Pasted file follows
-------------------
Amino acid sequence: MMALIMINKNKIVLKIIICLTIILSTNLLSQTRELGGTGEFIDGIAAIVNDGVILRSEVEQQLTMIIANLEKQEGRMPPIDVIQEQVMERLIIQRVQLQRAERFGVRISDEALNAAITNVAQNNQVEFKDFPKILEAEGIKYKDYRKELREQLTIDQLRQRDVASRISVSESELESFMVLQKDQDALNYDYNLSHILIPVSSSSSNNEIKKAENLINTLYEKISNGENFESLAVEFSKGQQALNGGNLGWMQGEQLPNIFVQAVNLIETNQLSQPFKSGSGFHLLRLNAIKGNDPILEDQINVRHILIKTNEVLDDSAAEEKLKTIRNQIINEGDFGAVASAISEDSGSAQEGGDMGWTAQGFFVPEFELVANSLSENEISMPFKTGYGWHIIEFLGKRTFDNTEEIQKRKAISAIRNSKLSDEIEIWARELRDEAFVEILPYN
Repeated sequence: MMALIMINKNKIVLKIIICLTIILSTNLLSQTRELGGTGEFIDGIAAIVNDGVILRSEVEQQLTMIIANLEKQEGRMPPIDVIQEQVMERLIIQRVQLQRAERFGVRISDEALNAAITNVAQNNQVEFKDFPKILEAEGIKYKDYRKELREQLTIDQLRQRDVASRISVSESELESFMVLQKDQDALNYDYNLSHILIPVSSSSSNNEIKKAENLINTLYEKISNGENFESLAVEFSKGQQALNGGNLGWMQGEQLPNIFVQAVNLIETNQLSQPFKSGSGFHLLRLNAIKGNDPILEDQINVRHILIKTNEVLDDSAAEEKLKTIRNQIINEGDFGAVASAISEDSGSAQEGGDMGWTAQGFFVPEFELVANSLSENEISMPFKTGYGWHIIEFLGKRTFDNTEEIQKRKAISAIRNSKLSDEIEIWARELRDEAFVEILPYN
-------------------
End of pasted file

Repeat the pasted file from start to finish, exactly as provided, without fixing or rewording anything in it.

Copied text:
Amino acid sequence: MMALIMINKNKIVLKIIICLTIILSTNLLSQTRELGGTGEFIDGIAAIVNDGVILRSEVEQQLTMIIANLEKQEGRMPPIDVIQEQVMERLIIQRVQLQRAERFGVRISDEALNAAITNVAQNNQVEFKDFPKILEAEGIKYKDYRKELREQLTIDQLRQRDVASRISVSESELESFMVLQKDQDALNYDYNLSHILIPVSSSSSNNEIKKAENLINTLYEKISNGENFESLAVEFSKGQQALNGGNLGWMQGEQLPNIFVQAVNLIETNQLSQPFKSGSGFHLLRLNAIKGNDPILEDQINVRHILIKTNEVLDDSAAEEKLKTIRNQIINEGDFGAVASAISEDSGSAQEGGDMGWTAQGFFVPEFELVANSLSENEISMPFKTGYGWHIIEFLGKRTFDNTEEIQKRKAISAIRNSKLSDEIEIWARELRDEAFVEILPYN
Repeated sequence: MMALIMINKNKIVLKIIICLTIILSTNLLSQTRELGGTGEFIDGIAAIVNDGVILRSEVEQQLTMIIANLEKQEGRMPPIDVIQEQVMERLIIQRVQLQRAERFGVRISDEALNAAITNVAQNNQVEFKDFPKILEAEGIKYKDYRKELREQLTIDQLRQRDVASRISVSESELESFMVLQKDQDALNYDYNLSHILIPVSSSSSNNEIKKAENLINTLYEKISNGENFESLAVEFSKGQQALNGGNLGWMQGEQLPNIFVQAVNLIETNQLSQPFKSGSGFHLLRLNAIKGNDPILEDQINVRHILIKTNEVLDDSAAEEKLKTIRNQIINEGDFGAVASAISEDSGSAQEGGDMGWTAQGFFVPEFELVANSLSENEISMPFKTGYGWHIIEFLGKRTFDNTEEIQKRKAISAIRNSKLSDEIEIWARELRDEAFVEILPYN